This performance recorded at the Cantiere Internazionale d'Arte di Montepulciano in Tuscany in 2010 is then a rare opportunity to see Sciarrino's strengths as a musical dramatist. The composer draws on two ancient references for the music and the libretto, but the musical idiom is distinctly modern, the spare arrangements scattered with sounds, noises and flurries of melodies that express the lyrical violence of the subject. Reflecting the music and the drama, Alexander Lintl's stage design is similarly spare but movements can be somewhat more elaborate, like a ritualistic dance, the holding of fans suggesting a Flamenco or even a tango that carries a presentiment of violence. Under Christian Pade's direction it becomes practically an abstract visual representation of the music itself, as intensely intricate a combination of words, music, drama and staging as you could imagine, where every single note counts, where every gesture and movement is precisely calculated.

The performance of this highly specialised and difficult language is similarly astonishing, the contemporary musicians of the Ensemble Algoritmo conducted with precision of detail by Marco Angius. Like the production team, most of the singers seem to be Frankfurt Opera regulars, with soprano Nina Tarandek and baritone Christian Miedl extraordinarily good as the Duke and Duchess, their spoken voice repetitive rhythms interweaving and clashing in a way that defines the relationship between them. If the music and noises behind them can be unsettling, the singing voices are hypnotically lyrical and Roland Schneider's countertenor soars as the 'guest' who comes between them. Simon Bode sings the role of the servant, who has a small but vital role in the drama.

The DVD recording isn't quite of the High Defintion standard that you would find in most large-budget recordings of opera on Blu-ray, but it effectively captures the mood and setting of the performance. The image is strongly contrasted and in NTSC format, it lacks fine detail, but the filming of the performance is superb. The audio track - PCM Stereo only - is outstanding. The DVD includes a half-hour feature on the production, with the composer himself giving a walk-though of the work, explaining its structure and use of sounds. The very specific intentions of how it should be performed and the attention to detail can be seen in the rehearsals for the performance. The DVD is region-free, with subtitles in Italian, English, German, French and Japanese.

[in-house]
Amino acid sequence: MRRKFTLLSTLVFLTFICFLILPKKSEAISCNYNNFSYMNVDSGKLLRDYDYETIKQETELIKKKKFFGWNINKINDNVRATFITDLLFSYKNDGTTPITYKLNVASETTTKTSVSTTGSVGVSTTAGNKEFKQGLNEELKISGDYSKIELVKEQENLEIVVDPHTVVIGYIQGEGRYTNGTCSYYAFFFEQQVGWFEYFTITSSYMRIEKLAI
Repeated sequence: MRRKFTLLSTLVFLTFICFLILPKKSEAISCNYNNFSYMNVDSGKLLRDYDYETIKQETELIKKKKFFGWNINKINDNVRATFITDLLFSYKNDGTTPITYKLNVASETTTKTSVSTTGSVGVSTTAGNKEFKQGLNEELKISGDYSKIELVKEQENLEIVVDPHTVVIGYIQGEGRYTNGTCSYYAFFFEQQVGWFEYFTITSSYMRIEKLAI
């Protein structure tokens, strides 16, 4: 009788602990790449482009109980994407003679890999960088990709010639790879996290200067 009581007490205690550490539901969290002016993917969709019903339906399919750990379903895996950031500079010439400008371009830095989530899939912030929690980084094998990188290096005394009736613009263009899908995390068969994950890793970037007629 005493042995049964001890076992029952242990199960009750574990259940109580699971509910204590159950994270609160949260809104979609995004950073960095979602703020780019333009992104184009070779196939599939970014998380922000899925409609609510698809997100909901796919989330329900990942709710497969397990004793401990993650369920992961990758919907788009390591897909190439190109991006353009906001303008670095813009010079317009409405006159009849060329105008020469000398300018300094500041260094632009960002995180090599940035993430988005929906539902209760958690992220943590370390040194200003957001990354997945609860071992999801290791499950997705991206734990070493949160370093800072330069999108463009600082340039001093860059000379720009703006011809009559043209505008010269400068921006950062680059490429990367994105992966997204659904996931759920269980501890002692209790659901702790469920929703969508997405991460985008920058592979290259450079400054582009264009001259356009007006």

Scholl Pedi Velvet Smooth Essential Pedicure Collection Gift Set
Scholl Pedi Velvet Smooth Essential Pedicure Collection Gift Set
Price: £34.99

5.0 out of 5 stars Quality foot care, 14 Oct. 2014
Customer review from the Amazon Vine Programme (What's this?)
This is a good quality pedicure set from Scholl that would make a nice gift for friends and family, but if you're buying it for yourself, there's really only one essential item in the package which you could buy separately, and that's the 'Velvet Smooth Express Pedi Electronic Foot File'. The rest is pretty much dispensable.

The Foot File is very easy to use, the operation smooth and gentle, but remarkably effective. Used for the recommended 3 or 4 seconds at a time, hard skin is rapidly sanded down with no discomfort. There is no preparation needed - it works directly on dry skin - so there's no need for a booklet of operating instructions. The back of the box tells you all you need to know. You just need to insert four AA batteries (included), and take heed of the guidance not to use on wet feet, or after bathing. Used correctly, this is a powerful little tool and gives highly effective results.

The other items give you everything else you might need for complete foot care and a little bit of extra pampering. With the exception of the Beauty Bag that is a lovely way to hold and store all your pedicure items, but they are all however all disposable consumables. There's a Glass Nail File, Moisture Cream, Cuticle Sticks and Toe Separators - good quality items, but they don't really add to the value to the package that you are paying for. As a gift set though, this would make a great present for anyone who likes to look after their grooming.


TimeBomb: The TimeBomb Trilogy: Book 1
TimeBomb: The TimeBomb Trilogy: Book 1
by Scott K. Andrews
Edition: Paperback
Price: £12.78

1 of 1 people found the following review helpful
5.0 out of 5 stars Mind-bomb, 10 Oct. 2014
The first of a trilogy, Scott Andrews' Timebomb has some good ideas, some strong characters and - operating as it does with time travel - it has lots of interesting places to go to in the subsequent books. The first book takes place mostly in the 17th century in the middle of the English Civil War, but the far future, the present and even some hints of events in the even more distant past, make this a highly potent mix.